It’s possible to feel joy and gratitude in the midst of worry, sadness, and even anger. Human beings are capable of complex emotions, and finding gratitude in stressful times is good for you, both mentally and physically.
This quick activity is a great mindfulness technique for eliciting joy and gratitude. Give it a try and see what happens.
Step One: Notice what you’re thinking about. If you are worried, don’t try to push your concerns away, but don’t focus on them either. Just recognize that you do have concerns and they are real.
Step Two: Consider what’s happening right now. Do you need to take immediate action on any of your concerns? If there’s something you need to do right now, go do it. If not, acknowledge that your concerns are for the past or the future but are not present in this immediate moment.
Step Three: Focus on this moment – not on what occurred in the past or what might occur in the future, but simply on what is present right now.
Look around until you notice something that is interesting or pleasant, and then focus your attention completely on it for about 60 seconds. Take your time and notice the details – the colors… the shapes… the texture… What do you particularly appreciate? Look more closely at what is most attractive or interesting about it.
Take a deep breath and recognize how good it feels to be present in the moment, appreciating what is here. And say a silent thank you.
You’ll find that even just 60 seconds renews your energy and sense of connection.
Even though this is so easy to do when you’re intentional, we don’t do it naturally because we’re hardwired to focus on what’s negative. According to neuroscientist Rick Hanson, our brains are “Velcro for negativity and Teflon for positivity.” But if you do this simple activity frequently, those 60 seconds will add up. And, as an additional benefit, you’ll also begin to rewire your brain for positivity.
Jesse, you’re spot on when you said, “we’re hardwired to focus on what’s negative.” It’s essential to look at all the positive aspects instead of worrying about the unknown. I also think this occurs way too often in the business setting.
Indeed. It occurs way too often in all settings. The part of our brain that ensured the survival of our primitive ancestors detects negative information faster than positive information and is drawn to bad news. We must be intentional about refocusing our attention in order to over-ride these primitive reactions.
Those negative thoughts come again and again depending on the intensity of pain they put you in. But we have to keep trying to change the focus all the time. It helps. I believe that time heals it…. most of the times, but that may take much time!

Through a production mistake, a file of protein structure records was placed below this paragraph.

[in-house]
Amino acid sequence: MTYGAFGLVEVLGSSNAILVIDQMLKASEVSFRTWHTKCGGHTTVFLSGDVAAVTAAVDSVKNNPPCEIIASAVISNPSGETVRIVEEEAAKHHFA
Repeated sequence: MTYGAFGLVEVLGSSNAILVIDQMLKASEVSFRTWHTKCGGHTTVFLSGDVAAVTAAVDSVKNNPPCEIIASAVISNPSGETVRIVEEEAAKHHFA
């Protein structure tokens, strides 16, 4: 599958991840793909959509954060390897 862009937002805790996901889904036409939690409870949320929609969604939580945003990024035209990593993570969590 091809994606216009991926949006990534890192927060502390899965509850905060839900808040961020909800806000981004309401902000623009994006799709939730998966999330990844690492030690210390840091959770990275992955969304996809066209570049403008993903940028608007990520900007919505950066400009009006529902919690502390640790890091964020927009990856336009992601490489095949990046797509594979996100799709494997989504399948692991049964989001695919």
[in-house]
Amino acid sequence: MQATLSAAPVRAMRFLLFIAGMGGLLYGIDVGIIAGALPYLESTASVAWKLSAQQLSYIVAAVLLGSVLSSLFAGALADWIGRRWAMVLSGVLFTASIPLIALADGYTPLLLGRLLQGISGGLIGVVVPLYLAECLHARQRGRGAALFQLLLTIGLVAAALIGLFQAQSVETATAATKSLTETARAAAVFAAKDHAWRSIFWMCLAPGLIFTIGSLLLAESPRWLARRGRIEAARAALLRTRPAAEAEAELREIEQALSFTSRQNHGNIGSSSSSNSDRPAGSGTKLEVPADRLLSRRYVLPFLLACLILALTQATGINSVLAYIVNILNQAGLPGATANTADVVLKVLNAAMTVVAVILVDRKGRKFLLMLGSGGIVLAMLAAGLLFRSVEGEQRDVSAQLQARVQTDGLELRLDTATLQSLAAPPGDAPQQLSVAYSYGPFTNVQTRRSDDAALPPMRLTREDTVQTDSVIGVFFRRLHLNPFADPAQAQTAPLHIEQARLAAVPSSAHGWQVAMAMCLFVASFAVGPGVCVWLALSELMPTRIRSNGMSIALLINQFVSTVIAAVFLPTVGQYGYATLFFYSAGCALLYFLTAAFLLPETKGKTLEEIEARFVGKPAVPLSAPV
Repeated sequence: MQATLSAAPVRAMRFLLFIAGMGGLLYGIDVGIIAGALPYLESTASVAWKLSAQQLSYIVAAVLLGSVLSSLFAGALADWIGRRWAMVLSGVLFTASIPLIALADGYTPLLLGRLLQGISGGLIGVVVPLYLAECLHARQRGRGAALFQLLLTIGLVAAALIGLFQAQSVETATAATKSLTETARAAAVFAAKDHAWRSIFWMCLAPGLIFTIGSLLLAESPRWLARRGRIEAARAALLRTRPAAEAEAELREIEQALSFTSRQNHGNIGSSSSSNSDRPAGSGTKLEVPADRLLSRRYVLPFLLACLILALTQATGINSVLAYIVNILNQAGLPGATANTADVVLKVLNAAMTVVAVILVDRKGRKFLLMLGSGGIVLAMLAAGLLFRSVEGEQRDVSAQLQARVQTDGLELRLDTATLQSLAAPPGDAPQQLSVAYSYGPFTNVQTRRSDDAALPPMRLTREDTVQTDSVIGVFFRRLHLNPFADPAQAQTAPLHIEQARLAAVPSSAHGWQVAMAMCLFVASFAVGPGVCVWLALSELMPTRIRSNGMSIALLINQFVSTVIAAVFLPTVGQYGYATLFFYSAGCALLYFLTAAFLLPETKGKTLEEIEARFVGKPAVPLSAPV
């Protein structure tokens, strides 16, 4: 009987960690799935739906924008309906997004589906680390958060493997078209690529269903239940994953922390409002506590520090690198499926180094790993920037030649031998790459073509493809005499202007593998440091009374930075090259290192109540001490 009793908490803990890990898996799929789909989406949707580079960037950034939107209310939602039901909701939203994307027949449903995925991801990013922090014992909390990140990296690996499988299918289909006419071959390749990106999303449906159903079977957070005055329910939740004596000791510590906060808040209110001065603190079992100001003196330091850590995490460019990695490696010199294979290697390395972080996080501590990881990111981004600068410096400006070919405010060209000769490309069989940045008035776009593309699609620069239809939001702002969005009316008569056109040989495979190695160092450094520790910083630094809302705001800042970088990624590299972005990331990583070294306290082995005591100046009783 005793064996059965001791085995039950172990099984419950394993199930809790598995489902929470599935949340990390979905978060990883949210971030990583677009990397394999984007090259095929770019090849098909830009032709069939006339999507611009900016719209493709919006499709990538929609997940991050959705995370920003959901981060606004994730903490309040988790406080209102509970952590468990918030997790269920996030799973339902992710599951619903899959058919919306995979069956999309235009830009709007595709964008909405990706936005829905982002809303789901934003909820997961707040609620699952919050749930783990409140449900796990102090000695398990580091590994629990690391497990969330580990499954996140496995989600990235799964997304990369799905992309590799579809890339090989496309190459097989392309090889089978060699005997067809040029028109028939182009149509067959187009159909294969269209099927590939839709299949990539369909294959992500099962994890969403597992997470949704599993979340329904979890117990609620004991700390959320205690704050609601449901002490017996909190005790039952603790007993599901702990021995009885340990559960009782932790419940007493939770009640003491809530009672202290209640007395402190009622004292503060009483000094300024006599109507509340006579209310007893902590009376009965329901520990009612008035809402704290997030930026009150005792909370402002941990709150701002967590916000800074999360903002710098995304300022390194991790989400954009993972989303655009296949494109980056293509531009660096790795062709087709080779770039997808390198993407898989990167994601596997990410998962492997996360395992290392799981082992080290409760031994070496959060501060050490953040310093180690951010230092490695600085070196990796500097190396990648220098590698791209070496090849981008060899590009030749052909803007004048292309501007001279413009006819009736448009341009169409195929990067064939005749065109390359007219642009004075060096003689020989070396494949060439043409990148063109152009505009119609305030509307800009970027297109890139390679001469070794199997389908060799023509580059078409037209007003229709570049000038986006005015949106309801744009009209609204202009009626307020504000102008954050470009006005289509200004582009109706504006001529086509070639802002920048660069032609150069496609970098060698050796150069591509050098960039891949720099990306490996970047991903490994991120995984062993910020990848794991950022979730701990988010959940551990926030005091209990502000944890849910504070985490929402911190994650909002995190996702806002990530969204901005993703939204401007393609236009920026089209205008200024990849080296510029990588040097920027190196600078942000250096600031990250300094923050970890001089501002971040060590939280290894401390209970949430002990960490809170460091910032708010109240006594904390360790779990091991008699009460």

I agree, Suneet. And I believe we also need help to face and heal our wounds in a supportive environment.
I also believe that we should understand that whatever is happening with me is invited by me only. No one to be blamed for anything. I must have sown such seeds in past. I have to bear the fruit now. If we keep on reminding this fact to ourselves, we would feel better and would also refrain from doing bad deeds in future. It is easy to forgive yourself than someone else!
For sure, we need help always, as you said. Things are easily said than done.
These are great steps for choosing how you want to feel in the moment. If often tell my clients, “You can decide to be angry or sad, but make it a conscious choice. Then you can choose to feel gratitude, passion, or love when you are want to as well.”
Great points. And we choose our feelings by where we focus our attention. There’s an important distinction between choosing feelings and suppressing them. Much thanks for sharing your wisdom here, Marcia.
A beautiful post Jesse, when you mention “look around you” I find something that allows me to smile – a simple smile changes our body chemistry and always helps me restore balance.
Great appreciation for your work and blessings into the holiday season
Appreciate your commenting on the power of a smile, Carl. You reminded me of this HBR article on The Science Behind the Smile by Harvard professor Daniel Gilbert. He found the main ways to increase happiness are “to commit to some simple behaviors—meditating, exercising, getting enough sleep—and to practice altruism. One of the most selfish things you can do is help others. Volunteer at a homeless shelter. You may or may not help the homeless, but you will almost surely help yourself. And nurture your social connections. Twice a week, write down three things you’re grateful for, and tell someone why.”